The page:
Will paying borrowers to pay their mortgage prevent strategic default?

In a sign of extreme desparation, mortgage insurers and lenders are signing up for a new program that pays borrowers to keep paying their mortgage.

Irvine Home Address … 28 GREENFIELD Irvine, CA 92614

Resale Home Price …… $335,000

Pay me my money down

Oh pay me, oh pay me,

Pay me my money down,

Pay me or go to jail,

Pay me my money down

Bruce Springsteen — Pay Me My Money Down

I have long contended that people who are underwater and paying more than the cost of a comparable rental should strategically default. They are pouring their money down a black hole never to be seen again.

Lenders have tried appealing to morality, but unfortunately for them, strategic default has become common and accepted. Their efforts at appealing to morality have failed.

As families strategically default get out from under their crushing mortgage payments and get to keep living in their houses for two years or more, their friends and acquaintances take notice. As others observe the benefits people obtain from strategic default, they consider it themselves. Once people see someone they know and respect strategically default, all moral compunction vanishes.

Lenders have tried incentivizing loan owners to continue to pay by modifying the terms of the loan to make payments more affordable. Most of these programs provide a temporary benefit and increase the balance owed. Their only measure of success is how many additional payments they can squeeze out of a borrower before they strategically default.

The latest effort to keep loan owners from doing what is in their financial best interest is to dangle a carrot in front of the borrower by offering them direct cash rewards if they continue to pay their loan. This has the same desperate quality as car rebates when the automakers pay people to buy their cars. Perhaps in recognition of how bad things have become that crazy ideas like this are actually being implemented, the American Banker magazine is exploring the ramifications of this loan program.

Pay for Performance

By Laura Thompson Osuri — OCT 1, 2011 12:00am EDT

With nearly one-fourth of Americans underwater on their mortgages and home prices still on the decline, homeowners who resist the temptation to strategically default and make efforts at meeting their obligations should be applauded. But should they be paid for it?

Only a banker would think loan owners should be applauded for pouring money down a rat hole.

Loan Value Group, a firm in Rumson, N.J., has been experimenting with the idea. It has a program, called RH Rewards, through which banks, mortgage servicers, hedge funds, insurers—pretty much any institution that carries mortgage risk—can offer a financial incentive to their underwater customers, mainly targeting those who remain current on their mortgage.

Once a customer accepts the invitation to the program, every time an on-time mortgage payment is made, the reward grows, up to a predetermined maximum, typically no more than $20,000. When the loan is paid off, either through refinancing or a sale, the homeowner gets the reward.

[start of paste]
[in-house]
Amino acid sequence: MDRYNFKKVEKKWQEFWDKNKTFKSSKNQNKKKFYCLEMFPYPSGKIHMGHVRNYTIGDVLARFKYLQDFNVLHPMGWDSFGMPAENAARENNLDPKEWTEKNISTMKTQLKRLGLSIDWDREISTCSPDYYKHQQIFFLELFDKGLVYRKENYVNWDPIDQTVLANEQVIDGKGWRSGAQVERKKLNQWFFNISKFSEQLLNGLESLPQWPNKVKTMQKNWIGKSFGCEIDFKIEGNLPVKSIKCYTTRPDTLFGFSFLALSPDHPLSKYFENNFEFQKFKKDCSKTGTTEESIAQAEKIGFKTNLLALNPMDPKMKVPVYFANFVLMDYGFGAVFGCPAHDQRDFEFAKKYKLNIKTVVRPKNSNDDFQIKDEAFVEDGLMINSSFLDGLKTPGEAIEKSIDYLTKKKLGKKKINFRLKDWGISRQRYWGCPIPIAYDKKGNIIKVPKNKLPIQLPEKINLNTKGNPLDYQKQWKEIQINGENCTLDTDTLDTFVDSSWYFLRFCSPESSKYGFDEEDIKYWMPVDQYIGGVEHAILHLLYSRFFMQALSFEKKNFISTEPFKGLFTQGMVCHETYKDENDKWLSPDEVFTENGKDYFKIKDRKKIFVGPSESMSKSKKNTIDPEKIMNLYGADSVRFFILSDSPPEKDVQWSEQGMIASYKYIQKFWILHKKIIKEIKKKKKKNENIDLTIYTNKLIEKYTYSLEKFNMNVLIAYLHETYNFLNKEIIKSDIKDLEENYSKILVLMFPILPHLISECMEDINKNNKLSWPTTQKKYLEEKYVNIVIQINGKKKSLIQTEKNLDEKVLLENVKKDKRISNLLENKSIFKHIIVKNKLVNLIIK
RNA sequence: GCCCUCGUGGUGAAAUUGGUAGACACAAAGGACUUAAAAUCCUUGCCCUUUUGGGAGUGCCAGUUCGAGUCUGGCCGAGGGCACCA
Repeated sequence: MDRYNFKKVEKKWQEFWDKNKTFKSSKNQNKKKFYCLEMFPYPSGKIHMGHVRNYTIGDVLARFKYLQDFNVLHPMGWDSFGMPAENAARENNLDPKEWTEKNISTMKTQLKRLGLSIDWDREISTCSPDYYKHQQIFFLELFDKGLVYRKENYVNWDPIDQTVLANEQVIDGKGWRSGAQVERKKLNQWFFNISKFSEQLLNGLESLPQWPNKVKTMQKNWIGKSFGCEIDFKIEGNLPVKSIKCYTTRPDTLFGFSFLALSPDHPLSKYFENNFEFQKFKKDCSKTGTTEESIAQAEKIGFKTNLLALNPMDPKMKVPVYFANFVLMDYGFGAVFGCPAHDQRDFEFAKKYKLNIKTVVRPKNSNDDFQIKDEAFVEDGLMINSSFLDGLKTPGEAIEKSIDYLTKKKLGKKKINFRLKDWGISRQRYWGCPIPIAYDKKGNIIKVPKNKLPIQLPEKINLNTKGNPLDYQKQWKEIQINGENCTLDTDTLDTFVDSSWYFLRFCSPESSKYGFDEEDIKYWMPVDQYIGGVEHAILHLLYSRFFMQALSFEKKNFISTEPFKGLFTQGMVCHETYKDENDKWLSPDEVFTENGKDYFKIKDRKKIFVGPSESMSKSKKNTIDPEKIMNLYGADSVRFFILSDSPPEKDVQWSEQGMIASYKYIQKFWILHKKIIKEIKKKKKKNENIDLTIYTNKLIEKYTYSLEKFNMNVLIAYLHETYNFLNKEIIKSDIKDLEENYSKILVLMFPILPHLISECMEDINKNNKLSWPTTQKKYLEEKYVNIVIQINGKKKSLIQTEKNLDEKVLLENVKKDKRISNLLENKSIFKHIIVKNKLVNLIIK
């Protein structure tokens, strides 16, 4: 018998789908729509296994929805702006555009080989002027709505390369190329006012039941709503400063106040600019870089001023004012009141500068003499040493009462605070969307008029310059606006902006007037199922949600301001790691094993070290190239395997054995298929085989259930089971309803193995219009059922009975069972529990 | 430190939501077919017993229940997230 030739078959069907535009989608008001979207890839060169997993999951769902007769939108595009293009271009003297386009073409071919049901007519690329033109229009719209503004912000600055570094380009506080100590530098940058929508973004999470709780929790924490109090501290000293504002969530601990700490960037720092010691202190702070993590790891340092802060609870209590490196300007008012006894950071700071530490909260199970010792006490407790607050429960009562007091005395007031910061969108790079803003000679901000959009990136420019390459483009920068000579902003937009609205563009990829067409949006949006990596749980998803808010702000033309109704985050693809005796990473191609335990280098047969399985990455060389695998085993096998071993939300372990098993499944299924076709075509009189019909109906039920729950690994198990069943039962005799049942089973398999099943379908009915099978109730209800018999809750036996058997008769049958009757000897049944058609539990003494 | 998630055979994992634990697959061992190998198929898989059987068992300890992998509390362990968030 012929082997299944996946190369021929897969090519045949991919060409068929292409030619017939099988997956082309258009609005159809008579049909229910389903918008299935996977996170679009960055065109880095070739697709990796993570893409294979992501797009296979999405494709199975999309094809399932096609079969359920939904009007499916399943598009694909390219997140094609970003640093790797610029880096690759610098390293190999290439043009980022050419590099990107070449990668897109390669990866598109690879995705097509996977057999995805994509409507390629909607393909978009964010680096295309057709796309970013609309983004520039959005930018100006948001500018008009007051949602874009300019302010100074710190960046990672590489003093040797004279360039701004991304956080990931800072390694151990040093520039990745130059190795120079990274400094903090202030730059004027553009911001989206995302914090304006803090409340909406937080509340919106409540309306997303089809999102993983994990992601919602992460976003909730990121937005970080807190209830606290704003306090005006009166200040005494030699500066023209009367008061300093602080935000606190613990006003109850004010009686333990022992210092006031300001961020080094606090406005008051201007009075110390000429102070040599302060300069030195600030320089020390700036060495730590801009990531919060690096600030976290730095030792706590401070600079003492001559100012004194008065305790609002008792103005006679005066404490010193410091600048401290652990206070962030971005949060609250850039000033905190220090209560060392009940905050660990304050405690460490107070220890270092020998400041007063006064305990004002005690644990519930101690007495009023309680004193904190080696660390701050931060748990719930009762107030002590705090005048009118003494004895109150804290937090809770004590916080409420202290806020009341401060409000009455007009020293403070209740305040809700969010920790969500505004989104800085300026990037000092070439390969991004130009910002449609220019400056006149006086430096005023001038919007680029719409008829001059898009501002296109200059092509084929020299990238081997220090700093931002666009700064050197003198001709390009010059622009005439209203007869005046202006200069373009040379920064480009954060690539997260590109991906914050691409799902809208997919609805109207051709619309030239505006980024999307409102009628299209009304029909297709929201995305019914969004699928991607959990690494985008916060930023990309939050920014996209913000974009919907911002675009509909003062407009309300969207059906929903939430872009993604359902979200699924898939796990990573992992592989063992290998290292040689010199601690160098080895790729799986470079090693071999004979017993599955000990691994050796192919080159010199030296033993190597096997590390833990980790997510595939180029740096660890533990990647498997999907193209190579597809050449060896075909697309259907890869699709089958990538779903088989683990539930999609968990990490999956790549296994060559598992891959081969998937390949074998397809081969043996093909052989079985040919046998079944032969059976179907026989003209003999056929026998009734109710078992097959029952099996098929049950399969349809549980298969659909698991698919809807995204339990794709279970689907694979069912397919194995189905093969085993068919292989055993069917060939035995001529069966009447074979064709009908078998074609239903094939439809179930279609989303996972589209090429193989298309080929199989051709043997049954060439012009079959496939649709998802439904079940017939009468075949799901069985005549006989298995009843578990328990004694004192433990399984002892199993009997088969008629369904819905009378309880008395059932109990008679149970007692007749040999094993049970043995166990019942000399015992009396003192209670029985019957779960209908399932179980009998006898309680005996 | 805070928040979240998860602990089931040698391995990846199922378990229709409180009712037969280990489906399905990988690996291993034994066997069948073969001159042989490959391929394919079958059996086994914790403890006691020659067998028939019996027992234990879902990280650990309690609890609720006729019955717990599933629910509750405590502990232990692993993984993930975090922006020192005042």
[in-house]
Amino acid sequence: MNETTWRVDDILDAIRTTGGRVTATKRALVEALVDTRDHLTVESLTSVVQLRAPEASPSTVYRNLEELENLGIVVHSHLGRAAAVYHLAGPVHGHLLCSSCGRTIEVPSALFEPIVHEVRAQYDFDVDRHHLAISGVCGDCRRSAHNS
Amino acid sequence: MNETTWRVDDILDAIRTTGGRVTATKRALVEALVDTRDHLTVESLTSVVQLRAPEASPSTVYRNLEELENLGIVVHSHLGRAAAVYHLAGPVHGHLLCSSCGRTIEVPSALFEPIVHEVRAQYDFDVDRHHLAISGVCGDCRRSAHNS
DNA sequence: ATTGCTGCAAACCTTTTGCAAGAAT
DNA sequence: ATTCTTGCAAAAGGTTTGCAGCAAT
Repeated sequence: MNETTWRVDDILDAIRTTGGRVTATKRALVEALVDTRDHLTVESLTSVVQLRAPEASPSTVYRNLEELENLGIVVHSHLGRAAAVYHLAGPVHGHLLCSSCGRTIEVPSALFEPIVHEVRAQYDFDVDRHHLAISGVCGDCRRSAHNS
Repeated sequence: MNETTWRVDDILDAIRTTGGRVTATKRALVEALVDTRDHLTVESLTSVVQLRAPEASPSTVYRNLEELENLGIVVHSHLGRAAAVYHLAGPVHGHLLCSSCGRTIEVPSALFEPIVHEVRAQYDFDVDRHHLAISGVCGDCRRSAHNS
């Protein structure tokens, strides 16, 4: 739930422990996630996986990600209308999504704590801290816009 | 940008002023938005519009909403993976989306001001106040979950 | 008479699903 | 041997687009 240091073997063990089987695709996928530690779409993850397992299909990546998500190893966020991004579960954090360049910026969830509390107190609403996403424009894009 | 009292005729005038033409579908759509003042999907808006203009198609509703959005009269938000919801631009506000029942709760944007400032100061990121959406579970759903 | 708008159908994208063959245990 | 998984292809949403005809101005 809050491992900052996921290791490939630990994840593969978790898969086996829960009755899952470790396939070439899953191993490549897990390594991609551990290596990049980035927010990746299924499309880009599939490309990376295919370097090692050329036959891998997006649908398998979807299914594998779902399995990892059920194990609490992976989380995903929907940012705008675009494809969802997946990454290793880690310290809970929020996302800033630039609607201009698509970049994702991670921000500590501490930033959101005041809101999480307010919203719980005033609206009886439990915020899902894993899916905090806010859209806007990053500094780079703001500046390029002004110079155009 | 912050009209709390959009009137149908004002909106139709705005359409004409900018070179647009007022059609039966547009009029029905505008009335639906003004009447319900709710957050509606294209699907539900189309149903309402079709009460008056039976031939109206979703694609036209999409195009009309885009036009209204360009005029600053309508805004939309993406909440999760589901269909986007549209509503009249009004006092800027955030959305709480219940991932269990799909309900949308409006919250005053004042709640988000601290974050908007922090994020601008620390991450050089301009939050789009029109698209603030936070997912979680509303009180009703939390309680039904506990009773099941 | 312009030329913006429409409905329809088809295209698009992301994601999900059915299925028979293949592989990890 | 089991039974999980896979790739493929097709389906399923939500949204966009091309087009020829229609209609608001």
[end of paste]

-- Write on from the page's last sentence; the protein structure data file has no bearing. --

The dangling carrot approach. The lender makes a phantom payment to an account the borrower only gets if they pay on the loan until the loan is paid off by sale, refinance or full amortization. For an underwater loan owner, they can't sell, and they can't refinance, so they only way they see this pittance is to keep paying their mortgage for a decade or more until they have enough equity to get out of their property.

Rewarding people just for doing the bare minimum, for following through on promises made of their own volition, feels unsettlingly un-American somehow.

No, abdicating lender responsibility and unleashing a Ponzi scheme which dramatically inflated house prices feels unsettingly un-American. Making the bankers eat their losses and bear the consequences of their foolishness feels settlingly just.

I am amazed at the mindset of these bankers. This article was written for their consumption. They really believe that debt is as American as apple pie, and the terms of a promissory note are moral obligations. Perhaps widespread strategic default will get them to reconsider their attitudes and actions, but I doubt it.

But RH Rewards also borrows from that most American of ideas—using financial incentives to drive desired behavior. That's a concept that has been used in programs to encourage everything from good grades to healthier lifestyles.

Bribery is a very old concept, but I hardly consider it American or desirable.

In the case of underwater homeowners, establishing rewards for on-time payments is a way to replace incentives for a group whose original payment motivation has been lost.

A group whose original payment motivations has been lost? LOL! That is the best euphemism I have read in ages. The group they are talking about was motivated to pay as long as prices were going up and they were given more Ponzi debt to make their payments. Once the HELOC money was not forthcoming, they lost their motivation. ~~ giggles to self ~~

“It's a clever way to create a mutual benefit between all parties involved,” says Sayta Thallam, director of the financial markets group at the free markets-leaning Mercatus Center at George Mason University. “It's essentially changing the terms of the mortgage, and people do that and refinance all the time. You can't begrudge your neighbor because he refinanced and got a better deal.

Yes, you can. In fact, it's relatively easy to begrudge your spendthrift neighbor who got this deal because they borrowed themselves into oblivion with reckless HELOC abuse. The prudent get screwed while the imprudent get rewarded.